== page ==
I’ll never forget my first flash mob. A friend read about it in Denver’s Westword in the days before, so we went over to I-25 and Colorado by my old apartment on that Friday evening on October 8, 2010.
By chance, I met the organizer a few days later at a young professional happy hour, and a short conversation later led to the creation of Denver Flash Mob. The idea wasn’t to get rich on flash mobs, and I never did. Instead, we wanted to make flash mobs fun, accessible, and affordable to anyone to join in.
Our first mob took place on Black Friday that year in Cherry Creek Mall. The police came and made sure everything stayed under control, which it did, though I’ll never forget the adrenaline rush just before I walked out into the designated clearing, headphones on with the official song playing, to start the mob.
Not long later, Denver Flash Mob was doing well. We ran a mix of just-for-fun events and some paid corporate events and personal events like marriage proposals. While planning for our giant Born This Way flash mob in front of Coors Field, the entire company went haywire.
It turns out that Rick, my partner at Denver Flash Mob, wasn’t the Rick he said he was. He was a con-artist. I shared the whole story here, but the big question in my mind, once I got past the part where someone I thought was my good friend was a lying liar, I had to decide if the show would go on or if Denver Flash Mob should end right there, days before the big mob at Coors Field.
I’m happy to share that the show did go on, as did Denver Flash Mob. I wasn’t making any profit at this point, but had the fun help from marketing assistant Andrew for a while as I built Denver Flash Mob into something more sustainable. The flash mob family grew to include choreographer Kris, then Elijah. I was running everything myself on both the website and on the ground, and Denver Flash Mob rose to its peak as flash mobs were top of mind in pop culture.
Like all good things, flash mobs became less exciting to many as they had already participated in or witnessed a flash mob take place. But still, we ran proposals, weddings, and other fun flash mobs for Denver locals. Eventually, I left Denver for work, but the show didn’t stop. Flash Mob Manager Masha took the helm for local events and I coordinated everything online. Thanks to the fill-in managers who helped us out along the way!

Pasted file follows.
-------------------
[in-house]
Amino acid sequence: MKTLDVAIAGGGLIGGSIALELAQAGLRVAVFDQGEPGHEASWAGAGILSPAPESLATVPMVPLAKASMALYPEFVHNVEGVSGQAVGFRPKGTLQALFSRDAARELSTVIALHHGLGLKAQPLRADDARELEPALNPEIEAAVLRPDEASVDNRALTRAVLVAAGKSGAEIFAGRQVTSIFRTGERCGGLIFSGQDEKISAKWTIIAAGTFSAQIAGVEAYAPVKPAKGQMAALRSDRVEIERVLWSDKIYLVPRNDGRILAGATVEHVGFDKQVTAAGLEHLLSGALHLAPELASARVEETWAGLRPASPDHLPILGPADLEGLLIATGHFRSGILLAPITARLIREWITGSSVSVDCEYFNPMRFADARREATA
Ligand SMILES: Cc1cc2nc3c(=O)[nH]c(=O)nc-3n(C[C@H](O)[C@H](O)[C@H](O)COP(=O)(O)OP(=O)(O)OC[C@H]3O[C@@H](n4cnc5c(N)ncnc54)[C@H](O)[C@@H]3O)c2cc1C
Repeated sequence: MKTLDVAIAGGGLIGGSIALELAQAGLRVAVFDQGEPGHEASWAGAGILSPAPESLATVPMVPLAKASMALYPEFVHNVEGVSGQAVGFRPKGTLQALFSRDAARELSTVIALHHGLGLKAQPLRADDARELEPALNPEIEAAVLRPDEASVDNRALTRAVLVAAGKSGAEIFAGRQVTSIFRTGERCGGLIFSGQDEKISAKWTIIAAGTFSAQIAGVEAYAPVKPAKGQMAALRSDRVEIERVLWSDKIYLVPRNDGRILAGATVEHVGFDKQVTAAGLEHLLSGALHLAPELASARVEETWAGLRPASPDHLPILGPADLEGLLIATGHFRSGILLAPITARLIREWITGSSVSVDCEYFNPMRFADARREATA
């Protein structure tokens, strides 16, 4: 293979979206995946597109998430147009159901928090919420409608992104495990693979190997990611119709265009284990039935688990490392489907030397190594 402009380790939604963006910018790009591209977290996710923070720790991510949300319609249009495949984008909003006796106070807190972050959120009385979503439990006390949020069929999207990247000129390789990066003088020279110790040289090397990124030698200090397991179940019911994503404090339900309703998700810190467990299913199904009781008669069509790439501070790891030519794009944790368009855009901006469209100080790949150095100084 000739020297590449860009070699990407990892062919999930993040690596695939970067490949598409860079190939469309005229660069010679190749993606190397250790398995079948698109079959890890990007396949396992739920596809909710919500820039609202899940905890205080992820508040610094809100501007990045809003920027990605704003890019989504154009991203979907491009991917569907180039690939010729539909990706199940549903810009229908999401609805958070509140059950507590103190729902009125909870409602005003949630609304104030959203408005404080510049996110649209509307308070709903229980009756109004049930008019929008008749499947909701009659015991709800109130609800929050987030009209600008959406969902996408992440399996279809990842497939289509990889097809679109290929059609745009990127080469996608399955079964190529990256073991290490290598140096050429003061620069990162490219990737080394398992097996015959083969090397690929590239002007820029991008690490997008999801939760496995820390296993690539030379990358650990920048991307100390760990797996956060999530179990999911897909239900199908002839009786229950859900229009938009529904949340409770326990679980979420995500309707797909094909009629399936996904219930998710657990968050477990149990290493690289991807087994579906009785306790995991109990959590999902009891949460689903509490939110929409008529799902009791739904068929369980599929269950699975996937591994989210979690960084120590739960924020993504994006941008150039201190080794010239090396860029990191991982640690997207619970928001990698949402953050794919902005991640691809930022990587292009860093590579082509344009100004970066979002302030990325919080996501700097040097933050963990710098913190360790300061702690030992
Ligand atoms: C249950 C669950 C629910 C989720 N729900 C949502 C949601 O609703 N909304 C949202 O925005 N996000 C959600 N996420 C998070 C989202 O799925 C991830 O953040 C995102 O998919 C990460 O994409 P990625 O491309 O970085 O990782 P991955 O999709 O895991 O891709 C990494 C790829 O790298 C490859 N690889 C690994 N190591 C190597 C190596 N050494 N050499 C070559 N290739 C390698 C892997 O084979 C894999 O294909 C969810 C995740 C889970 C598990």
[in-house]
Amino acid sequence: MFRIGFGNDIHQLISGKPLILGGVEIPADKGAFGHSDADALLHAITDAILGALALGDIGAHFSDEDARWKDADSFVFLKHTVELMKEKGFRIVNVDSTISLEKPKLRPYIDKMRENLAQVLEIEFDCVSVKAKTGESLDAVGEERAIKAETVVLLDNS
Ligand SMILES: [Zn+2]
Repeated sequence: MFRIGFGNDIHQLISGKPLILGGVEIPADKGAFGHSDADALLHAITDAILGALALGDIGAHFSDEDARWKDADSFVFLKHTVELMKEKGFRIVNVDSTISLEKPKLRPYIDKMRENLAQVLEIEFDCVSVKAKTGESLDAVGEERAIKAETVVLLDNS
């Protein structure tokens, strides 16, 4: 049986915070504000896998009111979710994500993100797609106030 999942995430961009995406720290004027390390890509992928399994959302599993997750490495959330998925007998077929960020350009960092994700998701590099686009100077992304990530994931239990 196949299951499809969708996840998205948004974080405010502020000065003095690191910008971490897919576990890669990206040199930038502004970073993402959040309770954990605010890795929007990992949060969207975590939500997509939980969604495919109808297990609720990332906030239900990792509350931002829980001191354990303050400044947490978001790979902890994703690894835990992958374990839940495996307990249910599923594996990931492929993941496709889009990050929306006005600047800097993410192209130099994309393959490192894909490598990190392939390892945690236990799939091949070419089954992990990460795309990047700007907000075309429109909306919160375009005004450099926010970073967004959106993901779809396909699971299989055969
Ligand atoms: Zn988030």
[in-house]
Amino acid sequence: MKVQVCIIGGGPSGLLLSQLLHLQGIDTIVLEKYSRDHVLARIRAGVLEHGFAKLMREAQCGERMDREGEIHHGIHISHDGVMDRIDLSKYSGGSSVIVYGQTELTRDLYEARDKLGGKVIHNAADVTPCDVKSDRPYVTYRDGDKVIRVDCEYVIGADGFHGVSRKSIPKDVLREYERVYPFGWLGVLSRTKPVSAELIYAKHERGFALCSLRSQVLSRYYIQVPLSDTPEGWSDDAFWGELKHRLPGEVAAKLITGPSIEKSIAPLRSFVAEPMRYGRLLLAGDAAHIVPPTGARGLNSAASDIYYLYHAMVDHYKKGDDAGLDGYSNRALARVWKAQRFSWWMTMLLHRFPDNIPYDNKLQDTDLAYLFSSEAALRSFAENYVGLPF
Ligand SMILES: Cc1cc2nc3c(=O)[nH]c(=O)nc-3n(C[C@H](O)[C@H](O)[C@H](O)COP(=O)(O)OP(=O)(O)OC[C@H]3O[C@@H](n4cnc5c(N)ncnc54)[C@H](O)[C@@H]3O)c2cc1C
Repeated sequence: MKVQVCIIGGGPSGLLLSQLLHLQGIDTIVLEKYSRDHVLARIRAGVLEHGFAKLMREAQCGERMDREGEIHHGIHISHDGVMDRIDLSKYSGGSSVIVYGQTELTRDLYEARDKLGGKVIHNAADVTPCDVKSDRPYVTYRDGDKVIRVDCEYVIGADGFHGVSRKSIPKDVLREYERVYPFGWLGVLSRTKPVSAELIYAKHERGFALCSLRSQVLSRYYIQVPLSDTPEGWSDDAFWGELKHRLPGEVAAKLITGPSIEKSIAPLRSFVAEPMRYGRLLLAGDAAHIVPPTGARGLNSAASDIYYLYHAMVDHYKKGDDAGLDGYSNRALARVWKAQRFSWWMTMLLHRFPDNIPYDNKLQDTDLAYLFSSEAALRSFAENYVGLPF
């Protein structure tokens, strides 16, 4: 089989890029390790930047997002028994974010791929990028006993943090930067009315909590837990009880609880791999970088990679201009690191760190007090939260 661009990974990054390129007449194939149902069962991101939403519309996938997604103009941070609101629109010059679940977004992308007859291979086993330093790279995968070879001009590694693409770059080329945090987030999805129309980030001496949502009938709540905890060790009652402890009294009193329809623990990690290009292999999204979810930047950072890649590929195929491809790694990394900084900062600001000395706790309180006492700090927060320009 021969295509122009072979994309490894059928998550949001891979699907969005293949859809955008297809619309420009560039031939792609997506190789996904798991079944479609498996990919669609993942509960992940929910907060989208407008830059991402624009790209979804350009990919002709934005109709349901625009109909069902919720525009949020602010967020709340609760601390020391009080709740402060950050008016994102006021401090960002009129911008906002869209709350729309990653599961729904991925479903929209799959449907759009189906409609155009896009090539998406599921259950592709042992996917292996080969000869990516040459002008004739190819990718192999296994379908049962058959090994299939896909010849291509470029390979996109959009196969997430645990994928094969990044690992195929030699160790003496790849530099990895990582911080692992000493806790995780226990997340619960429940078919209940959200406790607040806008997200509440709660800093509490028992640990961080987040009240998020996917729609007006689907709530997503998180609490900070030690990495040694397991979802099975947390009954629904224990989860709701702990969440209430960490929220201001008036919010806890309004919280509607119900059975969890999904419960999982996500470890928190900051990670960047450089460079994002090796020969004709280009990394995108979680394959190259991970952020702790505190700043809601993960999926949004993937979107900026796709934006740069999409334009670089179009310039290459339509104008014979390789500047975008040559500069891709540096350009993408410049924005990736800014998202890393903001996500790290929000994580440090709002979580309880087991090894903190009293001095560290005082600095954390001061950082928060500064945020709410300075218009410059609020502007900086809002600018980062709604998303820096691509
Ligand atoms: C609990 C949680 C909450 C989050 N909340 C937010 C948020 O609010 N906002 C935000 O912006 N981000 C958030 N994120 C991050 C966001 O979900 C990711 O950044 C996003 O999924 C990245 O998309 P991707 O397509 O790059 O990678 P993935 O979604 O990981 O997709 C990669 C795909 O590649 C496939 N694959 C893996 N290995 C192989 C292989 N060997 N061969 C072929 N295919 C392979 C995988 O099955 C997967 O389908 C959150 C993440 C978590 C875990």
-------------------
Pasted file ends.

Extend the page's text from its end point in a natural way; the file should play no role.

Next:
As time went on, my amazing wife took over more and more of the daily planning and communications, but the number of flash mobs have slowly dwindled, and we only hosted a few mobs last year. As we run fewer events, it appears that our time running Denver Flash Mob is coming to a close.
Now, in 2018, we’ve decided it’s time to say goodbye to Denver Flash Mob. We are hanging up our dance shoes, but our love of flash mobs continues on. Thank you so much to everyone who ever came out to dance, hired us for an event, helped make it happen, or supported us in any way. We couldn’t have done it without you.
While I’m leaving the title of Chief Mob Officer behind to focus my energy on other projects, I’ll always look back fondly at my time running Denver Flash Mob. The ups and downs were quite a ride, and one I wouldn’t trade in for the world. Thank you for being a part of my journey and adventure as I leap forward into the next phase on my entrepreneurial life.
If you want to follow me forward, be sure to join in at Personal Profitability, my personal finance blog and podcast, to find out what I’m working on and learn how to best improve your personal finances, start your own side hustle business, pay off debt, and take charge of your money.
Founder of Denver Flash Mob
P.S. If you want to buy DenverFlashMob.com or any related assets, please let me know through the contact form here.